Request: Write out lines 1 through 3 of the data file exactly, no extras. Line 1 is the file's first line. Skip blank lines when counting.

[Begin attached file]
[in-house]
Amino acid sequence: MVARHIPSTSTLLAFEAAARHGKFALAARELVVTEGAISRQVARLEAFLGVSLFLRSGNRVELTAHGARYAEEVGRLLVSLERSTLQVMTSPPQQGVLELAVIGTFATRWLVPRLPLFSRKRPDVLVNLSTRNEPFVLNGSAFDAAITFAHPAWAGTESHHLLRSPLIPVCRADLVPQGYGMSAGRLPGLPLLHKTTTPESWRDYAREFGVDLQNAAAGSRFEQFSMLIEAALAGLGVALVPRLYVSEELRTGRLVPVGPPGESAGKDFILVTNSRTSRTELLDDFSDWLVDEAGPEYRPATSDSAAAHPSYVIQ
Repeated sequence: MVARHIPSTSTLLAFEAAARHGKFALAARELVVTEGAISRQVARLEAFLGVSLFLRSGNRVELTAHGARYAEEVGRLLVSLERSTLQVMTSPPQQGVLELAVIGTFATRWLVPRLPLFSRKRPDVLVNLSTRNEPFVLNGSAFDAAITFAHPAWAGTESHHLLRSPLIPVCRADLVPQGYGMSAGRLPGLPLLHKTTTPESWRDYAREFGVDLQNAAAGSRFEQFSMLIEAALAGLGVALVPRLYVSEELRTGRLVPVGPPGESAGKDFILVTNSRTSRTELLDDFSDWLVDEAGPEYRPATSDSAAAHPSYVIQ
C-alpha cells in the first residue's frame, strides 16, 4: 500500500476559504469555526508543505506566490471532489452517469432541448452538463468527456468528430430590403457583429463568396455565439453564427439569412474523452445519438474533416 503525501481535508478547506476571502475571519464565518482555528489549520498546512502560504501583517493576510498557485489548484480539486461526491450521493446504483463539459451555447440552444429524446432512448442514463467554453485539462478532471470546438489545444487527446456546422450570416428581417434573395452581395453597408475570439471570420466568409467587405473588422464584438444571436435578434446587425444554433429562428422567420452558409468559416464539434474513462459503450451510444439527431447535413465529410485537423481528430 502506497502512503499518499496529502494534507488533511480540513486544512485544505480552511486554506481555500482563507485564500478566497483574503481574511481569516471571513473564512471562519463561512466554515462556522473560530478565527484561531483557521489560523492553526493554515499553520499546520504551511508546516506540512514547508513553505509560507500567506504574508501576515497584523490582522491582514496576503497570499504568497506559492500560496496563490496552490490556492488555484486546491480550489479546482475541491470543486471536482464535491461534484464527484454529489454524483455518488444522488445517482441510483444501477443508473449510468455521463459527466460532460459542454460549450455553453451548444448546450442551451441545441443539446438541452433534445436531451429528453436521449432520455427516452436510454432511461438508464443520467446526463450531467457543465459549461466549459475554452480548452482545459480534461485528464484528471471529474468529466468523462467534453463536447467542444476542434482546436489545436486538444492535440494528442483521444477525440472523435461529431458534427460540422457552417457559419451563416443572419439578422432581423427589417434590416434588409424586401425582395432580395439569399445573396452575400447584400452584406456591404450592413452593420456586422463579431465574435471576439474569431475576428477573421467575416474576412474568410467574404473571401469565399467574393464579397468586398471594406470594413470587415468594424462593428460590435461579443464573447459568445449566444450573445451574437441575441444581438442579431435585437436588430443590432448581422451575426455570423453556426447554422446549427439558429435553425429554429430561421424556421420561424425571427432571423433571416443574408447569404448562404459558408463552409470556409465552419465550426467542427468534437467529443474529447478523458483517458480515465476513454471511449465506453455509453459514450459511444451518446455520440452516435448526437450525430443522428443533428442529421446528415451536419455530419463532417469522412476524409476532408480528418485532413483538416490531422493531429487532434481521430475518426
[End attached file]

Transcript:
[in-house]
Amino acid sequence: MVARHIPSTSTLLAFEAAARHGKFALAARELVVTEGAISRQVARLEAFLGVSLFLRSGNRVELTAHGARYAEEVGRLLVSLERSTLQVMTSPPQQGVLELAVIGTFATRWLVPRLPLFSRKRPDVLVNLSTRNEPFVLNGSAFDAAITFAHPAWAGTESHHLLRSPLIPVCRADLVPQGYGMSAGRLPGLPLLHKTTTPESWRDYAREFGVDLQNAAAGSRFEQFSMLIEAALAGLGVALVPRLYVSEELRTGRLVPVGPPGESAGKDFILVTNSRTSRTELLDDFSDWLVDEAGPEYRPATSDSAAAHPSYVIQ
Repeated sequence: MVARHIPSTSTLLAFEAAARHGKFALAARELVVTEGAISRQVARLEAFLGVSLFLRSGNRVELTAHGARYAEEVGRLLVSLERSTLQVMTSPPQQGVLELAVIGTFATRWLVPRLPLFSRKRPDVLVNLSTRNEPFVLNGSAFDAAITFAHPAWAGTESHHLLRSPLIPVCRADLVPQGYGMSAGRLPGLPLLHKTTTPESWRDYAREFGVDLQNAAAGSRFEQFSMLIEAALAGLGVALVPRLYVSEELRTGRLVPVGPPGESAGKDFILVTNSRTSRTELLDDFSDWLVDEAGPEYRPATSDSAAAHPSYVIQ